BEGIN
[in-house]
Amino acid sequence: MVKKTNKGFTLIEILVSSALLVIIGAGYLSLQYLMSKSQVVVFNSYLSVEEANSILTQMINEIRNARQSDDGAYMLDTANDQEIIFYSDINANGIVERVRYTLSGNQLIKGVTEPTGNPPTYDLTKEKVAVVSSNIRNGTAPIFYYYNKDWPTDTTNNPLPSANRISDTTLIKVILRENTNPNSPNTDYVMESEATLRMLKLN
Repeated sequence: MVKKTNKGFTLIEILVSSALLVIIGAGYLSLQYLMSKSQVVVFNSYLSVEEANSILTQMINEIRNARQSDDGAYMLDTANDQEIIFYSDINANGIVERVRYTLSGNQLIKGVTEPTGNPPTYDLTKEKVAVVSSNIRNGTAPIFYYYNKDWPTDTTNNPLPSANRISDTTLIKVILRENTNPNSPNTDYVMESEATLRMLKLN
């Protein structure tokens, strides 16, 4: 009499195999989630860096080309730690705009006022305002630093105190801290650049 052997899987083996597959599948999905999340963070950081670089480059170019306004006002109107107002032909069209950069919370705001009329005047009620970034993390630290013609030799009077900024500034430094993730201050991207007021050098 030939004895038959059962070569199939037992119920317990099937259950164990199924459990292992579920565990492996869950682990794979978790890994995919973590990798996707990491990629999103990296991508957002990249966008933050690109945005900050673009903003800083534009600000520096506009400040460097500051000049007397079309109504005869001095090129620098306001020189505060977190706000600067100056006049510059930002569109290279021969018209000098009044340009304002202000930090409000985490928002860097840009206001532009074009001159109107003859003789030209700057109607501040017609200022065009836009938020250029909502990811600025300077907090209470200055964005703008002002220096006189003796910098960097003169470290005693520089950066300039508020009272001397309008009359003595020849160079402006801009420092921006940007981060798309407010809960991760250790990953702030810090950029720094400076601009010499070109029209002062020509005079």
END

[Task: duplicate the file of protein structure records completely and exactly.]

[in-house]
Amino acid sequence: MVKKTNKGFTLIEILVSSALLVIIGAGYLSLQYLMSKSQVVVFNSYLSVEEANSILTQMINEIRNARQSDDGAYMLDTANDQEIIFYSDINANGIVERVRYTLSGNQLIKGVTEPTGNPPTYDLTKEKVAVVSSNIRNGTAPIFYYYNKDWPTDTTNNPLPSANRISDTTLIKVILRENTNPNSPNTDYVMESEATLRMLKLN
Repeated sequence: MVKKTNKGFTLIEILVSSALLVIIGAGYLSLQYLMSKSQVVVFNSYLSVEEANSILTQMINEIRNARQSDDGAYMLDTANDQEIIFYSDINANGIVERVRYTLSGNQLIKGVTEPTGNPPTYDLTKEKVAVVSSNIRNGTAPIFYYYNKDWPTDTTNNPLPSANRISDTTLIKVILRENTNPNSPNTDYVMESEATLRMLKLN
């Protein structure tokens, strides 16, 4: 009499195999989630860096080309730690705009006022305002630093105190801290650049 052997899987083996597959599948999905999340963070950081670089480059170019306004006002109107107002032909069209950069919370705001009329005047009620970034993390630290013609030799009077900024500034430094993730201050991207007021050098 030939004895038959059962070569199939037992119920317990099937259950164990199924459990292992579920565990492996869950682990794979978790890994995919973590990798996707990491990629999103990296991508957002990249966008933050690109945005900050673009903003800083534009600000520096506009400040460097500051000049007397079309109504005869001095090129620098306001020189505060977190706000600067100056006049510059930002569109290279021969018209000098009044340009304002202000930090409000985490928002860097840009206001532009074009001159109107003859003789030209700057109607501040017609200022065009836009938020250029909502990811600025300077907090209470200055964005703008002002220096006189003796910098960097003169470290005693520089950066300039508020009272001397309008009359003595020849160079402006801009420092921006940007981060798309407010809960991760250790990953702030810090950029720094400076601009010499070109029209002062020509005079």